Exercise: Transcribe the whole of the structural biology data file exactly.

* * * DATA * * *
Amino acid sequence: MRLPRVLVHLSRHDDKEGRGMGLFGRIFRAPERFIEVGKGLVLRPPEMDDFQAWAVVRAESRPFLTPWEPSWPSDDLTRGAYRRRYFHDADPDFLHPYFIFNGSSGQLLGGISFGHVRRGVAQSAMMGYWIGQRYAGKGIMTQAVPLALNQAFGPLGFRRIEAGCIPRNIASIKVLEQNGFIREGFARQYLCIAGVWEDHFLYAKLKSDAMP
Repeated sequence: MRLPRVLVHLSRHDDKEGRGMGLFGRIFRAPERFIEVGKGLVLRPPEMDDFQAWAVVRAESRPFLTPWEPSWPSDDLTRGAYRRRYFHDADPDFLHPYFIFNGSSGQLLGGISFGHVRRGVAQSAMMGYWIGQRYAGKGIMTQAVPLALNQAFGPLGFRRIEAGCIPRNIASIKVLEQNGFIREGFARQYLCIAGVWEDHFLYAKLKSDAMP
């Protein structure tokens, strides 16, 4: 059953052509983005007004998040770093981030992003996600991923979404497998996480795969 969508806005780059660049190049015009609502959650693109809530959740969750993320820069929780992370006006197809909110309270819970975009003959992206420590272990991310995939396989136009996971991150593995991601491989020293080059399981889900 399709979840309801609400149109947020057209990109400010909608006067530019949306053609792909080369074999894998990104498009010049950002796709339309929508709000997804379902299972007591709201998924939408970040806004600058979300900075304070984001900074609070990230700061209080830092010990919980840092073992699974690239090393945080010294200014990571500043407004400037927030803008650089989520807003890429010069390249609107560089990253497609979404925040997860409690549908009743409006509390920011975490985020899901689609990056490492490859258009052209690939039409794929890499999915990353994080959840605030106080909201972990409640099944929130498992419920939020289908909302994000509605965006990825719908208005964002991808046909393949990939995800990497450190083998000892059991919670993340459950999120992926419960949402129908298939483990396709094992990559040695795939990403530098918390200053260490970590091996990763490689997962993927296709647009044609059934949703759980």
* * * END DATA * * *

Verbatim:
Amino acid sequence: MRLPRVLVHLSRHDDKEGRGMGLFGRIFRAPERFIEVGKGLVLRPPEMDDFQAWAVVRAESRPFLTPWEPSWPSDDLTRGAYRRRYFHDADPDFLHPYFIFNGSSGQLLGGISFGHVRRGVAQSAMMGYWIGQRYAGKGIMTQAVPLALNQAFGPLGFRRIEAGCIPRNIASIKVLEQNGFIREGFARQYLCIAGVWEDHFLYAKLKSDAMP
Repeated sequence: MRLPRVLVHLSRHDDKEGRGMGLFGRIFRAPERFIEVGKGLVLRPPEMDDFQAWAVVRAESRPFLTPWEPSWPSDDLTRGAYRRRYFHDADPDFLHPYFIFNGSSGQLLGGISFGHVRRGVAQSAMMGYWIGQRYAGKGIMTQAVPLALNQAFGPLGFRRIEAGCIPRNIASIKVLEQNGFIREGFARQYLCIAGVWEDHFLYAKLKSDAMP
């Protein structure tokens, strides 16, 4: 059953052509983005007004998040770093981030992003996600991923979404497998996480795969 969508806005780059660049190049015009609502959650693109809530959740969750993320820069929780992370006006197809909110309270819970975009003959992206420590272990991310995939396989136009996971991150593995991601491989020293080059399981889900 399709979840309801609400149109947020057209990109400010909608006067530019949306053609792909080369074999894998990104498009010049950002796709339309929508709000997804379902299972007591709201998924939408970040806004600058979300900075304070984001900074609070990230700061209080830092010990919980840092073992699974690239090393945080010294200014990571500043407004400037927030803008650089989520807003890429010069390249609107560089990253497609979404925040997860409690549908009743409006509390920011975490985020899901689609990056490492490859258009052209690939039409794929890499999915990353994080959840605030106080909201972990409640099944929130498992419920939020289908909302994000509605965006990825719908208005964002991808046909393949990939995800990497450190083998000892059991919670993340459950999120992926419960949402129908298939483990396709094992990559040695795939990403530098918390200053260490970590091996990763490689997962993927296709647009044609059934949703759980």